Curtis Jones has been a bit of an afterthought this season.
Injured in pre-season, he missed the start of the campaign and then had to settle for a watching brief as Harvey Elliott claimed a midfield position for his own.
He’s made just one start this term and that arrived in the Carabao Cup. For the first half, he was operating as the deepest midfielder with Naby Keita and Alex Oxlade-Chamberlain flanking him. It was a new role for him and one that seemed to split fan opinion, but that is to be expected.
Jones was subbed after 87 minutes having completed 54 of his 55 attempted passes. He completed two of his three dribbles, made two interceptions and recovered the ball on five occasions.
He covered the defensive third well, filling in for the full-backs while also dropping in between the centre-backs. The 20-year-old – who was making his 50th appearance for the Reds in the win – showed a lot of maturity in what is an important position in a Jurgen Klopp system. Despite being pressurised on a number of occasions and being on the receiving end of a few hospital passes, he rarely looked flustered and helped the Reds play out from the back.
It perhaps wasn’t as eye-catching as an Elliott one, but it was just as important. It showed another dimension to his game.
The youngster started life as a wide forward for the youth team before impressing last term as central midfielder.
In his sub appearance against Milan, he was deployed as part of the front three and the only real complaint was that he held onto the ball for too long in certain situations. But the argument for that would be at 3-2 do you really want to be taking unnecessary risks with the ball when you can just run down the clock and keep possession?
Reading into single match performances is always dangerous, especially when the game was in the Carabao Cup as part of changed XI with a number of youngsters. But Jones did an admirable job in the first half as the controlling No6. If he can develop that side of his game, Liverpool have another player who can operate basically anywhere in the midfield and attack.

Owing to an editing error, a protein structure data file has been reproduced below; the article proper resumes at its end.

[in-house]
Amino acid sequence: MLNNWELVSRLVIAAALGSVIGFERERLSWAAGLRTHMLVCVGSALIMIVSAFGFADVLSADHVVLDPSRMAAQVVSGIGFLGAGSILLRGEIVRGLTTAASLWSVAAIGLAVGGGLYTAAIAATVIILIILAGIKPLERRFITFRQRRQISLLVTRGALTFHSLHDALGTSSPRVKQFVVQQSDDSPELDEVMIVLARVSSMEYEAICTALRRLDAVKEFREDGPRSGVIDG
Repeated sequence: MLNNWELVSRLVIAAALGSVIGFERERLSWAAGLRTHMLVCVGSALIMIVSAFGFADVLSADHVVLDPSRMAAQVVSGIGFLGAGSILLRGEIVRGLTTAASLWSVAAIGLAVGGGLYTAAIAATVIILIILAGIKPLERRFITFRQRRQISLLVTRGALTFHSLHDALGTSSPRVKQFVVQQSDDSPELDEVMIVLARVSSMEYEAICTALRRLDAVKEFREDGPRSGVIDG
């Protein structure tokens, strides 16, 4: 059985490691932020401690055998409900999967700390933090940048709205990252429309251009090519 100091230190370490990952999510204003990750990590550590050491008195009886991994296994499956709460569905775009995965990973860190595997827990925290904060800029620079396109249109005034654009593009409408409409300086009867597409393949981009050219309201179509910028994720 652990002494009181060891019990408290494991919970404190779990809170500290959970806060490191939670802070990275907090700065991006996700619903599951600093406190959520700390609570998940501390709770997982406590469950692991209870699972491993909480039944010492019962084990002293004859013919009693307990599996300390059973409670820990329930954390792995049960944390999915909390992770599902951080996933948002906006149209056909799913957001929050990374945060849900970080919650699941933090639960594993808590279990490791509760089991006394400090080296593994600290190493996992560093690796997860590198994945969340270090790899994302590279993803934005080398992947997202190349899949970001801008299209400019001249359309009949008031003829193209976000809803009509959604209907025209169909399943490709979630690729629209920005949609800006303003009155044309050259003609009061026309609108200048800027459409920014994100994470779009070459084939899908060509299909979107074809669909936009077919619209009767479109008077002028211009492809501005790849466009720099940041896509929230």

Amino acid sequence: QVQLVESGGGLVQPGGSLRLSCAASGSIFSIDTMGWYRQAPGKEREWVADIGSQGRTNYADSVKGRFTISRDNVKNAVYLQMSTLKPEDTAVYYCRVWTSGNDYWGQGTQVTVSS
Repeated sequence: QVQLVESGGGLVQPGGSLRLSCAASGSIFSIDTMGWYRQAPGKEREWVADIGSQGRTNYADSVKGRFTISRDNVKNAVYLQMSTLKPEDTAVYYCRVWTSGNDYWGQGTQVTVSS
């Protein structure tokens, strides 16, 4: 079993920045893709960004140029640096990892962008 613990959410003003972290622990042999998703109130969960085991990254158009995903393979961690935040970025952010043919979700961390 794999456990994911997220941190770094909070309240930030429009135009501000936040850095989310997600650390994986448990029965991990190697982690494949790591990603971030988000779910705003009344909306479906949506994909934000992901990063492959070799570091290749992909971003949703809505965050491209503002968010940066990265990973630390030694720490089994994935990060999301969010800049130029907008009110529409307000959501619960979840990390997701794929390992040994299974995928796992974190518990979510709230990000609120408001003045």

This sort of fluidity has been key to their rampant start to the campaign.
We’re only seven matches into the new season yet we’ve seen Trent Alexander-Arnold taking up positions usually associated with centre-midfielders and Mohamed Salah has been playing as a right-winger. Elliott has been the facilitator for both of those players, filling in wherever he’s needed.
On the left, we’ve seen Sadio Mane and Diogo Jota trade positions during the match to cause the opposition all kinds of problems.
As I said in a detailed piece on Mane and Jota, Klopp has resisted the urge to go with a Plan B and he’s instead managed to create a number of Plan A variations. This is only possible due to the fluidity of the players and their ability to play a number of roles.
Adding another string to Jones’ bow can only be a positive. Rounding off his game so he’s comfortable playing as the deepest midfielder gives Klopp and the team a variety of options. People are sleeping on him because of Elliott and because of his slow start to the season, but he could play a big part in the season.